Matt Ford matt at dancingfrog.co.uk
Sat Jul 20 08:50:36 CEST 2013

```Hi,

Thanks all for your good help.   I was caught up in sequential thinking about monads so much so that I treated the lambda expressions as separate functions rather than a nested big one.

That clears up a lot of nagging doubts.

Cheers,

Matt.

On 20 Jul 2013, at 00:18, Rogan Creswick <creswick at gmail.com> wrote:

> On Fri, Jul 19, 2013 at 3:58 PM, Matt Ford <matt at dancingfrog.co.uk> wrote:
>> Hi,
>>
>> Thanks for the help.
>>
>> I thought >>= was left associative?  It seems to be in the examples from Learn You A Haskell.
>>
>> I tried to use the associative law to bracket from the right but it didn't like that either...
>>
>> [1,2] >>= (\x -> (\n -> [3,4])) x  >>= \m -> return (n,m))
>
> I think the issue is that you need to first take into account the lambdas *then* use what you know about the properties of (>>=).
>
>
> "The rule for lambdas is pretty simple: the body of the lambda extends as far to the right as possible without hitting an unbalanced parenthesis."
>
>  So, the first lambda runs to the end of the expression:
>
> [1,2] >>= (\n -> [3,4] >>= \m -> return (n,m))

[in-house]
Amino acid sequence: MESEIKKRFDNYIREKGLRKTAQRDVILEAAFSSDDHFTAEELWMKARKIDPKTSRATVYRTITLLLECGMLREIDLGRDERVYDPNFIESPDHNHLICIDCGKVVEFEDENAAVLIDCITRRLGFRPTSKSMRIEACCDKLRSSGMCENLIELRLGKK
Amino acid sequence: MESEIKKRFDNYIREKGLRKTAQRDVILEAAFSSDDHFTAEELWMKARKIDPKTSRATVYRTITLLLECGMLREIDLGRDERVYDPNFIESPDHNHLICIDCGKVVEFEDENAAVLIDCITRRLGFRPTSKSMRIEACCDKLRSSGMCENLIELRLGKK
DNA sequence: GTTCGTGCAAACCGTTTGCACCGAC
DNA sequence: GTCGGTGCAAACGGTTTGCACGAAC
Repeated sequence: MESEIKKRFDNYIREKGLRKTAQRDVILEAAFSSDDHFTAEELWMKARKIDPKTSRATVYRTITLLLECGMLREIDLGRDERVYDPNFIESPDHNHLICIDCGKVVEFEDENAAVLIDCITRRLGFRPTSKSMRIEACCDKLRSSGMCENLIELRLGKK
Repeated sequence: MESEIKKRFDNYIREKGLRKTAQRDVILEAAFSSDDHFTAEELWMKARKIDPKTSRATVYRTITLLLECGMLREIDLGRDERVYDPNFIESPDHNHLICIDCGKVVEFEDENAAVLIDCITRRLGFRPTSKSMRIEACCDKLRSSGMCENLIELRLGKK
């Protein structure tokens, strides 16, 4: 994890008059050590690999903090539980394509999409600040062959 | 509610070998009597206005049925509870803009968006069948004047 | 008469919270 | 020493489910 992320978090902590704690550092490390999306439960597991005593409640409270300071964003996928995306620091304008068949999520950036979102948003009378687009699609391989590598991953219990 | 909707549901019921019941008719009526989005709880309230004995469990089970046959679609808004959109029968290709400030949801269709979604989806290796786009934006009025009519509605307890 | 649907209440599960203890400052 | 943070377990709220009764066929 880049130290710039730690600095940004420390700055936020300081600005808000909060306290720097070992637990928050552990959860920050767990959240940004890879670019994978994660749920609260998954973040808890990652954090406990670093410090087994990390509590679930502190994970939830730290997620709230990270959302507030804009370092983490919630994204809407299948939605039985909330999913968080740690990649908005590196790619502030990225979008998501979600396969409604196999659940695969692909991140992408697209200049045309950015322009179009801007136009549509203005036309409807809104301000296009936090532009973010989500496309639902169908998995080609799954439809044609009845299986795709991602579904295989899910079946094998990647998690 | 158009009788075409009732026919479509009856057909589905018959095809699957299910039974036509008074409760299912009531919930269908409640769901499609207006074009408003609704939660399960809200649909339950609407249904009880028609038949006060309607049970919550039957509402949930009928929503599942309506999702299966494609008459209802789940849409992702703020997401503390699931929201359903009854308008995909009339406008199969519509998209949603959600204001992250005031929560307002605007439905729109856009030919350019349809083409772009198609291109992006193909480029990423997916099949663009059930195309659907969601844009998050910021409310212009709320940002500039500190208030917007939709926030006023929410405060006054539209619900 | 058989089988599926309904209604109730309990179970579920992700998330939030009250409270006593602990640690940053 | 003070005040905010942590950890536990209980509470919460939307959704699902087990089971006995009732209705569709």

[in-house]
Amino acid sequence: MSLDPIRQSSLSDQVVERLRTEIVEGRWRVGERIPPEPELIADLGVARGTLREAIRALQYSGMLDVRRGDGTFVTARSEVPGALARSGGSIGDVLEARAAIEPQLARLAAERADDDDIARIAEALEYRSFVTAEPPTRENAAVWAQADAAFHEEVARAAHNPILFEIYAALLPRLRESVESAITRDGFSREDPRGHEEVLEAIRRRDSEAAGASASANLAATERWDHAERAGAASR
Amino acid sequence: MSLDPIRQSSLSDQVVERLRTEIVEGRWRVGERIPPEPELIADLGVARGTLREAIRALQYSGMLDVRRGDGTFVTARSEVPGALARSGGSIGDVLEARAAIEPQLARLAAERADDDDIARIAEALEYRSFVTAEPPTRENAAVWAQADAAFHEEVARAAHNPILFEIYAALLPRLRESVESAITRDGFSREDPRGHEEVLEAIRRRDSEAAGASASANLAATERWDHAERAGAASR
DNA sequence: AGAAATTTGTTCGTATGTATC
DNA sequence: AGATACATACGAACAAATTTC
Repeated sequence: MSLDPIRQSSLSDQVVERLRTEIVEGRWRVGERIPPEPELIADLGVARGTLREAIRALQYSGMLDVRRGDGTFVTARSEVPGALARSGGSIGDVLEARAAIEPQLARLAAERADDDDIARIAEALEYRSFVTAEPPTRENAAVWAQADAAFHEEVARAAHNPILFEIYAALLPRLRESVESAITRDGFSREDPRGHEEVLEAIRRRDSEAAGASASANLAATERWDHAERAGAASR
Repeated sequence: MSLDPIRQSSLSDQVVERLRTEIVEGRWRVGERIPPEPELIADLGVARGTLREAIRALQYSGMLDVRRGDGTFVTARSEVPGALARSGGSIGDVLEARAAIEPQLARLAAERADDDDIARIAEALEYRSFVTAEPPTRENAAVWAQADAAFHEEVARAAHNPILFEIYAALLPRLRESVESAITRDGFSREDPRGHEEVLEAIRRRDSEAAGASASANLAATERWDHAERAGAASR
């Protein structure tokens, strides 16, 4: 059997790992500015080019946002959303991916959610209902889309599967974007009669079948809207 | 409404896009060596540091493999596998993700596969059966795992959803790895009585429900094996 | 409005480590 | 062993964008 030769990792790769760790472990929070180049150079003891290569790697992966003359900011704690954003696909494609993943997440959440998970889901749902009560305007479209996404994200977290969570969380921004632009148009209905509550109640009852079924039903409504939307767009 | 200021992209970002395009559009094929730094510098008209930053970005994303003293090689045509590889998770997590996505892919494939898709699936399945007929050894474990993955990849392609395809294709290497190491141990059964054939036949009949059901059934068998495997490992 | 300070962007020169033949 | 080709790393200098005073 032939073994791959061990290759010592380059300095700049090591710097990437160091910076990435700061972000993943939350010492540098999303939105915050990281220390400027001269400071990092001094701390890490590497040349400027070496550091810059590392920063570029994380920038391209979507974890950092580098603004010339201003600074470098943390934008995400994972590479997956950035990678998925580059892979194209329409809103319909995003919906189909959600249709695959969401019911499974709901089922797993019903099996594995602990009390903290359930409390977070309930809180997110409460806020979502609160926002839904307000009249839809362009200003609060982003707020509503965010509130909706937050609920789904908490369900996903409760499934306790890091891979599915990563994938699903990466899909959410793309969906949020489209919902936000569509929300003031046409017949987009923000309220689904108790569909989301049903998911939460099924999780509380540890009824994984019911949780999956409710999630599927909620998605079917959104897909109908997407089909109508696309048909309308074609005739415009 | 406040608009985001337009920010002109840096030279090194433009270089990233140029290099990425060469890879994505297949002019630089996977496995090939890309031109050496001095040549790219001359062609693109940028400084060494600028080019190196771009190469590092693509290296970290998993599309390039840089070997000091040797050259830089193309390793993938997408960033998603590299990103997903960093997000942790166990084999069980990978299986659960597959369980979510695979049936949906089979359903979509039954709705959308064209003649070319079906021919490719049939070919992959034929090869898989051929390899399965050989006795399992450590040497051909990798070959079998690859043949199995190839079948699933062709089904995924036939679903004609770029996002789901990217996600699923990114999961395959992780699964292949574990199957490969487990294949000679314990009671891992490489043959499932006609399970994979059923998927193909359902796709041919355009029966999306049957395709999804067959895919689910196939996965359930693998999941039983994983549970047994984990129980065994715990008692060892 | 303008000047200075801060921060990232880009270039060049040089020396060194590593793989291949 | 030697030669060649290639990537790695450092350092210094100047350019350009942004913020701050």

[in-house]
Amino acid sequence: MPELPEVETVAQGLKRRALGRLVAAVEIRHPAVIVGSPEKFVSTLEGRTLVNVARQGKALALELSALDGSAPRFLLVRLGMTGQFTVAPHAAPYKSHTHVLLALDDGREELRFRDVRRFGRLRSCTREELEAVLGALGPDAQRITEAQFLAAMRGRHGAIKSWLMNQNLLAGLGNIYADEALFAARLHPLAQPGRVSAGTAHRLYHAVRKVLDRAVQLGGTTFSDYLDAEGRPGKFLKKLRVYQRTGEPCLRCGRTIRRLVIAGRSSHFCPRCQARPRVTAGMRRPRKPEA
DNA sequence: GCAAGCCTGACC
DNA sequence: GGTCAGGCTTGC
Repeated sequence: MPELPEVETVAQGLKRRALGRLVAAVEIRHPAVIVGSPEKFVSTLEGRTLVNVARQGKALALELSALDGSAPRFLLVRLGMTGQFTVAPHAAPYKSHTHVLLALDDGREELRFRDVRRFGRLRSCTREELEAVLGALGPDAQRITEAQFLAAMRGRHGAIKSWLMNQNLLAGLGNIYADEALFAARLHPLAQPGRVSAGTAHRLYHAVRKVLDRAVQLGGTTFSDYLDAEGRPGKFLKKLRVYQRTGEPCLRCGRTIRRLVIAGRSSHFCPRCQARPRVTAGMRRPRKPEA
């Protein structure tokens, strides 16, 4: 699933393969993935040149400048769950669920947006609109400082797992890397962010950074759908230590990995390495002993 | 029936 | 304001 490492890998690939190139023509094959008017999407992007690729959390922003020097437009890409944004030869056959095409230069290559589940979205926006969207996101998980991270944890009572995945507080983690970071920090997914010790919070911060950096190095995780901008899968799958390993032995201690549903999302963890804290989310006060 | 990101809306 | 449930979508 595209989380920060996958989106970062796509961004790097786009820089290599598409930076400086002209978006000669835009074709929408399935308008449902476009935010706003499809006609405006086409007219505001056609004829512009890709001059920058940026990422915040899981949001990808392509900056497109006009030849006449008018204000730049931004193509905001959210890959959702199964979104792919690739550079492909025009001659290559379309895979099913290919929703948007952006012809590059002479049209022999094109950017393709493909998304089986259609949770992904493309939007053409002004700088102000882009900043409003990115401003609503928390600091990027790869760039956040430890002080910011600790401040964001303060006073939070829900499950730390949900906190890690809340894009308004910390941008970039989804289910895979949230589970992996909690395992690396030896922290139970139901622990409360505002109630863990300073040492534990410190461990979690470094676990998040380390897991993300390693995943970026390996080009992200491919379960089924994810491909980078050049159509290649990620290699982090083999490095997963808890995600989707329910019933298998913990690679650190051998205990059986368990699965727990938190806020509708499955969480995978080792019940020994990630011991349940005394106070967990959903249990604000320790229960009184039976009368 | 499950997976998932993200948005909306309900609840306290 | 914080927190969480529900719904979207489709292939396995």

>
> Now, there is still a lambda nested inside the first lambda: \m -> return (n,m)
>
> [1,2] >>= (\n -> [3,4] >>= (\m -> return (n,m)))
>
> You violated the implied grouping that these new parentheses make explicit when you tried to apply the associative law above.
>
> Timon's post continues from this point to show the full deconstruction.
>
> --Rogan
>
>>
>> Any thoughts?
>>
>> Matt
>>
>> On 19 Jul 2013, at 23:35, Rogan Creswick <creswick at gmail.com> wrote:
>>
>>> On Fri, Jul 19, 2013 at 3:23 PM, Matt Ford <matt at dancingfrog.co.uk> wrote:
>>>> I started by putting brackets in
>>>>
>>>> ([1,2] >>= \n -> [3,4]) >>= \m -> return (n,m)
>>>>
>>>> This immediately fails when evaluated: I expect it's something to do
>>>> with the n value now not being seen by the final return.
>>>
>>> You're bracketing from the wrong end, which your intuition about n's visibility hints at.  Try this as your first set of parens:
>>>
>>>  [1,2] >>= (\n -> [3,4] >>= \m -> return (n,m))
>>>
>>> --Rogan
>>>
>>>>
>>>> It seems to me that the return function is doing something more than
>>>> it's definition (return x = [x]).
>>>>
>>>> If ignore the error introduced by the brackets I have and continue to
>>>> simplify I get.
>>>>
>>>> [3,4,3,4] >>= \m -> return (n,m)
>>>>
>>>> Now this obviously won't work as there is no 'n' value.  So what's
>>>> happening here? Return seems to be doing way more work than lifting the
>>>> result to a list, how does Haskell know to do this?  Why's it not in the
>>>> function definition?  Are lists somehow a special case?
>>>>
>>>> Any pointers appreciated.
>>>>
>>>> Cheers,
>>>>
>>>> --
>>>> Matt
>>>>
>>>> _______________________________________________